Some Horror Numbers Regarding the U.S. Trade and Current-Account Deficits

By: Douglas R. Gillespie | Fri, May 12, 2006
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Over the last several weeks, the US dollar's exchange rate value has taken a serious beating. As of yesterday's close, the Dollar Index had sunk to levels not seen in more than a year, but a year ago, the index was in trending up. That rally took the index to a final high of a little over 92, set last October. Since then, this closely watched measure has fallen more than 8%, with an inordinate amount of the overall damage occurring since the end of March.

Can there be any doubt that the nation's record current-account and trade deficits have begun to take a serious and growing toll on the dollar? I think not. In turn, I believe the dollar's slide also has begun to make an increasing contribution to the poor recent performance at the longer end of the Treasury yield curve.

And if the dollar continues its swoon, can a negative impact on the US stock market, one far worse than today's, be avoided much longer? To this, my answer is the same as above: I think not. I remind readers that the stock-market crash in October 1987 began months earlier as a dollar problem, that then became an interest-rate problem, that then became a stock-market problem -- a very, very big stock-market problem!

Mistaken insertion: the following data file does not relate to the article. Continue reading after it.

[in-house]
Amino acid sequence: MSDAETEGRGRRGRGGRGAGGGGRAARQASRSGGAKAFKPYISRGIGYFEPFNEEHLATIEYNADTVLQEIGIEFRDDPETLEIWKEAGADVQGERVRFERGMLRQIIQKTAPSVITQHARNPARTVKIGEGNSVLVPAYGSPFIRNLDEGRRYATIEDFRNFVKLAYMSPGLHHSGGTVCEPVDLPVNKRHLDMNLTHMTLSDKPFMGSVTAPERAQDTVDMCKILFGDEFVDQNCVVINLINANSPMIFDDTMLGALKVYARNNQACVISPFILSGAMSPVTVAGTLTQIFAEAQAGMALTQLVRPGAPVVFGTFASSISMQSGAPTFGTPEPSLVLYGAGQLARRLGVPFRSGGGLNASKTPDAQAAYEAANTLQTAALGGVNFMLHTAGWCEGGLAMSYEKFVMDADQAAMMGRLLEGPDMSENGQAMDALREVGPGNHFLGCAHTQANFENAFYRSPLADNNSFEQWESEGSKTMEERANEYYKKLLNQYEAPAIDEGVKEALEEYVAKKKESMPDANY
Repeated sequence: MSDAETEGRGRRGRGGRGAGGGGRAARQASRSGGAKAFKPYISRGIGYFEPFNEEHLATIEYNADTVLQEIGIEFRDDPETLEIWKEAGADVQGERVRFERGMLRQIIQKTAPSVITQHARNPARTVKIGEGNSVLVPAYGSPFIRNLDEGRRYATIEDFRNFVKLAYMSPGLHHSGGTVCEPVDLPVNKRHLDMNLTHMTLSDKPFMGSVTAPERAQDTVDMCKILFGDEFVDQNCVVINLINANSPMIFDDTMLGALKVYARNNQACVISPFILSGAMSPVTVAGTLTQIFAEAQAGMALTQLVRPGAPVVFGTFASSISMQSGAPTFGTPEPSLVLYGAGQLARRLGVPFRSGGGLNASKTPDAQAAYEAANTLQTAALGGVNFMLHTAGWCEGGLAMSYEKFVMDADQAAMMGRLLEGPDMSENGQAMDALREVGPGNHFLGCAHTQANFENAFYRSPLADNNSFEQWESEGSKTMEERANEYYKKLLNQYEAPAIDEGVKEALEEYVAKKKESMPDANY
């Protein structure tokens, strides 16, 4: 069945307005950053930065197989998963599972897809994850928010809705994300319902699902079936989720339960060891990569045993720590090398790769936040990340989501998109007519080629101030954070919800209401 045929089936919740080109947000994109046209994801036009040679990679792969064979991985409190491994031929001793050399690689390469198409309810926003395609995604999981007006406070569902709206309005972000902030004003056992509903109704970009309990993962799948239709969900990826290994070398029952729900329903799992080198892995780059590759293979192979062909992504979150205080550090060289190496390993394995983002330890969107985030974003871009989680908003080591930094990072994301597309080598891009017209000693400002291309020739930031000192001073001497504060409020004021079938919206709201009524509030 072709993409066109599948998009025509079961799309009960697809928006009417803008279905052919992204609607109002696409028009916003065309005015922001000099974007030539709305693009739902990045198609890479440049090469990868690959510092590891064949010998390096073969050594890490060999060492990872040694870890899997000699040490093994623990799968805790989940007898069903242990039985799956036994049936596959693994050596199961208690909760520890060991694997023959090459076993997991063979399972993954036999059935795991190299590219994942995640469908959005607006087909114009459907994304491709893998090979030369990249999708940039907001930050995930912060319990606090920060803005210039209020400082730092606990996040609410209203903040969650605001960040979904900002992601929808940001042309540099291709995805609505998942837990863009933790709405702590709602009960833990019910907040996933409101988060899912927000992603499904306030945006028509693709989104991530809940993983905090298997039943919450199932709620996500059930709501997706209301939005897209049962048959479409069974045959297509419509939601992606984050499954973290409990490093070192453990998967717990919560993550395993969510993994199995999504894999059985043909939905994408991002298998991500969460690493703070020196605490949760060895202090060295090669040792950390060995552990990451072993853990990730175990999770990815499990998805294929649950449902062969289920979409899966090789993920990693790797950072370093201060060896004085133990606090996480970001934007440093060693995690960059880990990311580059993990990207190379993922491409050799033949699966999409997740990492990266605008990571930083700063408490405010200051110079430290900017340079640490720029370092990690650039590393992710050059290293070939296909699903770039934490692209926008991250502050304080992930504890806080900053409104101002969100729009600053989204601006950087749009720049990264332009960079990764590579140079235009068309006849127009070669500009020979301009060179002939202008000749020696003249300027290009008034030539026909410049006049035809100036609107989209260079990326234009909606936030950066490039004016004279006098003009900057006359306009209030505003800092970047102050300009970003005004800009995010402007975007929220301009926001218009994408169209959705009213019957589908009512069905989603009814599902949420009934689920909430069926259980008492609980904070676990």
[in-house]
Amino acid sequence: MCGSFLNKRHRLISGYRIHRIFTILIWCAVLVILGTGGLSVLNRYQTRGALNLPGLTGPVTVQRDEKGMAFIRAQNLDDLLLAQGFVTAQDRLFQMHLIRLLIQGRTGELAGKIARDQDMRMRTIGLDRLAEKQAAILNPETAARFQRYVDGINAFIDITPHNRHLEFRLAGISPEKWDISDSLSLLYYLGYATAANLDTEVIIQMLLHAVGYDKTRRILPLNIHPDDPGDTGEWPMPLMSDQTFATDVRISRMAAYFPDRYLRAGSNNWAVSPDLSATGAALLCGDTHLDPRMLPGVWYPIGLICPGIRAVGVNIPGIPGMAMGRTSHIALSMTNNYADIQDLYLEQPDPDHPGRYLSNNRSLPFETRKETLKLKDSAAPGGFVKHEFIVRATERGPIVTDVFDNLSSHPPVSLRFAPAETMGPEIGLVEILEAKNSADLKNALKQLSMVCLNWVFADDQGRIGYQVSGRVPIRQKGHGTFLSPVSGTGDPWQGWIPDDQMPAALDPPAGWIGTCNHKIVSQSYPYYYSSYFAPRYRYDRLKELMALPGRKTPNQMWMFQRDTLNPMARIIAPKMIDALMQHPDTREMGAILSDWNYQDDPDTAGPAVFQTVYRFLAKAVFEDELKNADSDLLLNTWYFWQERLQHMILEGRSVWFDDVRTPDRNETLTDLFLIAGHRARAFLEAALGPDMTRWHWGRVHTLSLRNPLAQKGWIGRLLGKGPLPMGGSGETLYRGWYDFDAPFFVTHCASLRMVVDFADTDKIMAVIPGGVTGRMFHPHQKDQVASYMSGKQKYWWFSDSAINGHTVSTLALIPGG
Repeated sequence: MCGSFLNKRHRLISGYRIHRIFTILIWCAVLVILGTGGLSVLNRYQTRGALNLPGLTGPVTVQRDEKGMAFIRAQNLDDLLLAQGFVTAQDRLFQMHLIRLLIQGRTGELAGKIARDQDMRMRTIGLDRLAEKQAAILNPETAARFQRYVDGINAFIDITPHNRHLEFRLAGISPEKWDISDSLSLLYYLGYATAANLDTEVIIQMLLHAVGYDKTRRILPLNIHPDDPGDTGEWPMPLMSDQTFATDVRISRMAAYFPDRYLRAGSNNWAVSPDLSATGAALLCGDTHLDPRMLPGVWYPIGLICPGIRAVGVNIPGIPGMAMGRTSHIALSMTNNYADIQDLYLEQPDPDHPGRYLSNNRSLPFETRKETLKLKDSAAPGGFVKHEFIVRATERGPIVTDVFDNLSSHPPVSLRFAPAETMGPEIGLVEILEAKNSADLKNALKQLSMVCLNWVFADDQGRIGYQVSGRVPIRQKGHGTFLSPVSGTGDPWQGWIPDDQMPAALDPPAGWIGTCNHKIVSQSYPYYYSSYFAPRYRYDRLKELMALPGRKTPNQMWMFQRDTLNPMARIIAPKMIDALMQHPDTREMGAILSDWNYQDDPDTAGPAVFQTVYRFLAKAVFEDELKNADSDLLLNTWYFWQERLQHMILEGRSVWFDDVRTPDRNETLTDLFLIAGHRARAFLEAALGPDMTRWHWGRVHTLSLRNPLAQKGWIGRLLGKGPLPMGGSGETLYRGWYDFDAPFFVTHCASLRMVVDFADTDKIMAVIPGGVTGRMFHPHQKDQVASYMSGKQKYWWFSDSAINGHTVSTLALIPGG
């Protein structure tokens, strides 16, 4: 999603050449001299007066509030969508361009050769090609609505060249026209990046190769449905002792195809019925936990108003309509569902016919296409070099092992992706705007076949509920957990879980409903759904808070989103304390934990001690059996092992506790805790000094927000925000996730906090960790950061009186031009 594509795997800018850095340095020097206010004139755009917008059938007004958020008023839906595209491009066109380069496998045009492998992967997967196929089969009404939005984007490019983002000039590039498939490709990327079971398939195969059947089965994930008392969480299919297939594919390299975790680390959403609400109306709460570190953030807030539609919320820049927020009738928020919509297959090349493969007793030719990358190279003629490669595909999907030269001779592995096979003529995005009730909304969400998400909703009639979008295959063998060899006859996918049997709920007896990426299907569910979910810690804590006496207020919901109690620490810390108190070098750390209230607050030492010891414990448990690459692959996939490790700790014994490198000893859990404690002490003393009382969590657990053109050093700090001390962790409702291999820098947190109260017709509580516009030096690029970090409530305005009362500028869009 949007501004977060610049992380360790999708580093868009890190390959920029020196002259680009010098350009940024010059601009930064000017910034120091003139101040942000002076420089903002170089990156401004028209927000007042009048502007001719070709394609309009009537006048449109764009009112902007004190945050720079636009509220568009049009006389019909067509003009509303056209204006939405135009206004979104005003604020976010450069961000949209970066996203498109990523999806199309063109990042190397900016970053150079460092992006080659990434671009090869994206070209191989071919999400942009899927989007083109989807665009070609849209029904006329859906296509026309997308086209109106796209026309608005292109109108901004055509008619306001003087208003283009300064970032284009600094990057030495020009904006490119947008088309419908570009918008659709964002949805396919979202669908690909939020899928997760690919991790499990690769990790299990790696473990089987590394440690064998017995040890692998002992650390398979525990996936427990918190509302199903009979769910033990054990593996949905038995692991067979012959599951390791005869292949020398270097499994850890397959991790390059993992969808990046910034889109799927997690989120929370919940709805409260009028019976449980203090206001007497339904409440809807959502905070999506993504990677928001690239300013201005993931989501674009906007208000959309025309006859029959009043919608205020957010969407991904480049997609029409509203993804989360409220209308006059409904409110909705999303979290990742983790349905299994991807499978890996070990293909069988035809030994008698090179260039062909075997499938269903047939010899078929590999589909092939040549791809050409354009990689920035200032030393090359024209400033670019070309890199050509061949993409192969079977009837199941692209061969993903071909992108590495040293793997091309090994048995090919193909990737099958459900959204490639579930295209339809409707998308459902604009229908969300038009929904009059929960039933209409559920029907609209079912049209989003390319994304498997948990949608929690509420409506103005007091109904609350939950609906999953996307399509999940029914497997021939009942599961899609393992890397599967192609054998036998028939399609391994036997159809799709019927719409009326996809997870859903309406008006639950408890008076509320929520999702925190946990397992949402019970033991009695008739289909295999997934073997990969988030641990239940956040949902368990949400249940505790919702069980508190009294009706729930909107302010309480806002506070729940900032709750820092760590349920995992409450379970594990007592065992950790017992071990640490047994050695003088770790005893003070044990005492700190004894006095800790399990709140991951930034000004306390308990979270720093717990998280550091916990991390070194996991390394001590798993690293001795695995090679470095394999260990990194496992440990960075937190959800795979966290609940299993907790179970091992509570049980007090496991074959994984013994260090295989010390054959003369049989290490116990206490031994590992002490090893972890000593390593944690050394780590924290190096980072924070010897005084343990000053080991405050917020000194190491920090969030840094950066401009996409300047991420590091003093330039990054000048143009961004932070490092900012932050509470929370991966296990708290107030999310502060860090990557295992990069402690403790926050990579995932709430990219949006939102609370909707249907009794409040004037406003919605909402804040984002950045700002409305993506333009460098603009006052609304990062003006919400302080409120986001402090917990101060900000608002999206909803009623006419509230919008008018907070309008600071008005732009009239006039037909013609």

Tomorrow (5/12), the Commerce Department will release trade data for March. In advance of that report, the balance of this missive contains some numbers to look at and to think about. Continue to Gillespie Research for the balance of the essay:



Douglas R. Gillespie

Author: Douglas R. Gillespie

Douglas R. Gillespie, Sr.
Gillespie Research Associates
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Doug Gillespie oversees his own financial-market and economic consulting firm, Gillespie Research Associates. For a complimentary sample of Dougs material, e-mail him at

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